Gluten-free Opera, More Proof of Portland's Awesomeness

As if I needed one more reason to think Portland was awesome, Oregon Live published this article about the Portland Opera’s production of Hansel and Gretel.

The production is the same as opened in New York last year to rave reviews – there’s a lot of cooking and eating and fighting with food involved. This time around, though, it’s all gluten-free.

Courtesy of The Oregonian
Courtesy of The Oregonian

According to the article, Maureen McKay, who plays Gretel, is both gluten-intolerant and diabetic. This means that every last profiterole on stage is gluten-free and sugar-free. The catering is courtesy of Portland’s already gluten-free Crave Bake Shop, whose gallery of gluten-free cupcakes makes me wish I owned a teleporter.

Unfortunately for us all, the food is only for the cast – the audience has to eat with its eyes. The production opens Friday and runs through November 13th. To counterbalance all the food used on stage, the opera is holding a drive for nonperishable items at each performance. You can find out more from the Portland Opera directly.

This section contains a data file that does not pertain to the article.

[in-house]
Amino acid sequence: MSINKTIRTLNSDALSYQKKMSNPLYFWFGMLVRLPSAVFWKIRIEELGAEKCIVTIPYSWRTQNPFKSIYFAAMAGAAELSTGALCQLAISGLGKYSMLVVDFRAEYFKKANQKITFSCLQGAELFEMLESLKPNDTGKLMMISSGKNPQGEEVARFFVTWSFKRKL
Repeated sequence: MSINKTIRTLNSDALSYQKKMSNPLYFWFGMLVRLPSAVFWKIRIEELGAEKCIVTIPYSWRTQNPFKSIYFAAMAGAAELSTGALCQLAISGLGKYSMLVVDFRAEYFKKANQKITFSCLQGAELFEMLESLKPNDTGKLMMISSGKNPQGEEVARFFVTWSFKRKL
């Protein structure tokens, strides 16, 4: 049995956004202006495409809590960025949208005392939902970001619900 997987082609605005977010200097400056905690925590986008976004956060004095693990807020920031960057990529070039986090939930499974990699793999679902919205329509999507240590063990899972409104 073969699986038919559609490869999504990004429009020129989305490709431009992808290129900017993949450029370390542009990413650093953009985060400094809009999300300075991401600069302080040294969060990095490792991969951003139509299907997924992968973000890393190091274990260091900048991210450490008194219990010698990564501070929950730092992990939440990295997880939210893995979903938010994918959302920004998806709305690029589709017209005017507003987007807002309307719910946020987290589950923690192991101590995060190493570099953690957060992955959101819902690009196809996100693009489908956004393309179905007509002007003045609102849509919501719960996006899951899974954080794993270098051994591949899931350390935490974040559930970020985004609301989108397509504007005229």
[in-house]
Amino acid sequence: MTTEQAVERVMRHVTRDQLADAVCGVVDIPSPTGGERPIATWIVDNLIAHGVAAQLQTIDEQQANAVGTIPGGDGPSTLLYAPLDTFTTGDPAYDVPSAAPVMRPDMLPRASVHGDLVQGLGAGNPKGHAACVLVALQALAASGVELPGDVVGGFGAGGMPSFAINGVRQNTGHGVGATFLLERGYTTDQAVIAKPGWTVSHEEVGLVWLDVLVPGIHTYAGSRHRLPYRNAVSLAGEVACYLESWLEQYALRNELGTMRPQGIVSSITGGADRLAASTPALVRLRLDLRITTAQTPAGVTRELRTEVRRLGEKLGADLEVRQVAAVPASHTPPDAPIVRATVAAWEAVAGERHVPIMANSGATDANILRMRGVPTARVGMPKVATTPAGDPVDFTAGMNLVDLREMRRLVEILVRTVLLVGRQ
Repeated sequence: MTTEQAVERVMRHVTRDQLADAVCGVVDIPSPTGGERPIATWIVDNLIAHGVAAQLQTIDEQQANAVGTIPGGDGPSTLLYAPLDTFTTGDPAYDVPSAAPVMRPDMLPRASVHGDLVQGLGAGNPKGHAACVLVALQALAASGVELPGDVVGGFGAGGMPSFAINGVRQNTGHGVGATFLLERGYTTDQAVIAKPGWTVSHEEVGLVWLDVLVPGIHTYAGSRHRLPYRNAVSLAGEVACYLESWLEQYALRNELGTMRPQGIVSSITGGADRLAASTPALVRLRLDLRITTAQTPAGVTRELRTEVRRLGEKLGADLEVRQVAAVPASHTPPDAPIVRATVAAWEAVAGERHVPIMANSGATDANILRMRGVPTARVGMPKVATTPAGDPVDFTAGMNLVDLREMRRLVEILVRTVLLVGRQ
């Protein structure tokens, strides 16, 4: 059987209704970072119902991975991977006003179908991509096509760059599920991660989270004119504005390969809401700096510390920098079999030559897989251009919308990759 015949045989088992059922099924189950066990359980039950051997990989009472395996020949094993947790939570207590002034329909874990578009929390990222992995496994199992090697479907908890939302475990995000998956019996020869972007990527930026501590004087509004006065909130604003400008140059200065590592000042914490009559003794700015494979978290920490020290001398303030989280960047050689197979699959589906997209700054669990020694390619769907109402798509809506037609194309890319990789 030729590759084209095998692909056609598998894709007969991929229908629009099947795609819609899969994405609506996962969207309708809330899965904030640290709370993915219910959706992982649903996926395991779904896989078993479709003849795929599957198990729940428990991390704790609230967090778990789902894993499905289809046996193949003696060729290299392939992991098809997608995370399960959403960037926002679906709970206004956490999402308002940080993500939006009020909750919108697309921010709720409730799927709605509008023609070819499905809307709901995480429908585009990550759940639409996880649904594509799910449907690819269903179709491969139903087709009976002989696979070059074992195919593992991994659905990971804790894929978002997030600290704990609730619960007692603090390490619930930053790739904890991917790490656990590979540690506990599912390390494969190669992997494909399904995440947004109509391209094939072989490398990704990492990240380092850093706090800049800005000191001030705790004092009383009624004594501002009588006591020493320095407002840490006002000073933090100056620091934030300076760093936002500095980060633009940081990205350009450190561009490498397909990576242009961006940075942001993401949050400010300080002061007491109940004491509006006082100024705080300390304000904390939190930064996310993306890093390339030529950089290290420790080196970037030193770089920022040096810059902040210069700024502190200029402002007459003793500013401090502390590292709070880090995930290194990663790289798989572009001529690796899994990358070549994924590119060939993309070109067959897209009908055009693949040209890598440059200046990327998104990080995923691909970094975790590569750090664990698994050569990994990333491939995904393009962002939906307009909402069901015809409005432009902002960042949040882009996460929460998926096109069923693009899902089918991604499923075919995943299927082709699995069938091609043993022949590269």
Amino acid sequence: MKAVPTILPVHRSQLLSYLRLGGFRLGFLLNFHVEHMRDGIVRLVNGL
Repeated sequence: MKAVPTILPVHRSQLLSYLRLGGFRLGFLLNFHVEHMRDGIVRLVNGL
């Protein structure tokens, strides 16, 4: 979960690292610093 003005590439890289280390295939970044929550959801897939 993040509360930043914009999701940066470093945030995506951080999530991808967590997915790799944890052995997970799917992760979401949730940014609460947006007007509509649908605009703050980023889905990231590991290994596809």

Whether or not you’re in Portland, and whether or not you’re an opera fan, you’ve got to admit that it’s nice to see a gluten-free performer is being accommodated. No doubt there’s extra cost and extra time involved in creating all these specialty baked goods – kudos to the Portland Opera for working with their gluten-free talent.

If you’re in Portland, are you going to the show? If you are, and you’re looking for a pre-theater dinner (or a post-theater snack!), you might want to check out our gluten-free dining guide for some new ideas.


2 thoughts on “Gluten-free Opera, More Proof of Portland's Awesomeness”

  1. This is a great article. I am a theatrical costumer, and these kinds of concerns are more common than you might think- there are lots of occasions when performers in theatre, opera or musicals have to eat or drink things on stage. The stage management team at the regional theatre I work at include a question about food allergies/sensitivities on the biographical form that all the performers who work here fill out. I have worked on a musical where one of the performers had a severe (anaphalactic) peanut allergy, and accommodations had to be made with on-stage consumables and with her dressing room situation. I have also worked on a production where an actor had to eat a number of hard-boiled eggs on stage (referred to in the script), and had an egg allergy. I can’t remember what the “eggs” he ate on stage were made of, but they looked just like hard boiled eggs. I have also worked with the soprano in this article at the Opera Theatre of St. Louis- she’s a sweetheart!!

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